Heading for a healthy future together


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Heading for a healthy future together


In the Netherlands, the collaboration between the government, corporate sector, human and animal healthcare is the key to success of the Animal Health Surveillance System. Twenty years down the road, this monitor is as important as ever for animal health and animal welfare, as well as protecting public health and the export position.

Where animals and people live together, an accurate system that constantly tracks the health of animals is absolutely essential. The Animal Health Surveillance System was established by Royal GD in collaboration with the government and the livestock farming sector back in 2002, as an addition to the monitoring programmes for specific animal diseases.

Communication of signals

Signals are received from farmers in various sectors (cattle, swine, poultry, small ruminants and equine), veterinarians, the processing industry, research institutes and organisations responsible for public health. The monitor researches, bundles and analyses these signals derived from mutually complementing instruments. The results are shared with farmers, veterinarians and relevant parties, such as the government, livestock sector, human healthcare providers and neighbouring countries (where relevant).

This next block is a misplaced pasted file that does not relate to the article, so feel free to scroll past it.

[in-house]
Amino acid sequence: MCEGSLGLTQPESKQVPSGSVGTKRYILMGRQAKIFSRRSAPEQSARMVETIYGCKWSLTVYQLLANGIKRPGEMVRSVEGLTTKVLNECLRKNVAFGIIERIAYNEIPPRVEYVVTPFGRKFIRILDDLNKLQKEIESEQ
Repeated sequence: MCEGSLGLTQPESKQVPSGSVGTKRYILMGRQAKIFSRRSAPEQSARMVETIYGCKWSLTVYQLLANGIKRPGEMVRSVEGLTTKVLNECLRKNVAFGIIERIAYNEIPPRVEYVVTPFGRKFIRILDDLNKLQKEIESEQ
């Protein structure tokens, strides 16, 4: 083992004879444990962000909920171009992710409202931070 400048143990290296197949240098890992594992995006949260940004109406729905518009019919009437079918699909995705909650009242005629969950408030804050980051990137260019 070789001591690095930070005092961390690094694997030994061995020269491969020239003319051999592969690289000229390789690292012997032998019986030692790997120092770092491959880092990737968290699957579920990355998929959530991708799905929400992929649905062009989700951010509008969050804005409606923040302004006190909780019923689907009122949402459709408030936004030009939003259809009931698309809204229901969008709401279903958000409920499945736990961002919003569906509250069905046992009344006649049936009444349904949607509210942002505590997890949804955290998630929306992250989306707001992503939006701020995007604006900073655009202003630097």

Good overview essential

Lotte Roos is the coordinator of the Animal Health Surveillance System at GD. “Thanks to the monitor, we have an effective overview of the situation and can quickly initiate further investigation when prompted. This all contributes to taking correct and timely measures, both in practice and at the policy level. In order for this to work well, effective collaboration between all the parties is essential. Collaboration and a continuous search for possibilities for improvement, are the basis for the Dutch approach.”

International approach

With regard to research and exchange of knowledge GD works together with a broad international network of researchers and laboratories. Thanks to this exchange, monitoring information can be placed in a broader, international framework, thus improving the chances of early detection of new diseases and greater insight into the best possible response. Animal diseases do not stop at national borders and the threat of new diseases is always present, with developments such as climate change and travel movements of people and animals.

Animal Health Programmes

We have developed animal health programmes for our international approach. These programmes have been made practically applicable for foreign markets, based on best practices in the Netherlands. There lies the greatest demand. The figure below shows an overview of our international programmes for the poultry, swine, cattle and small ruminants animal groups. 

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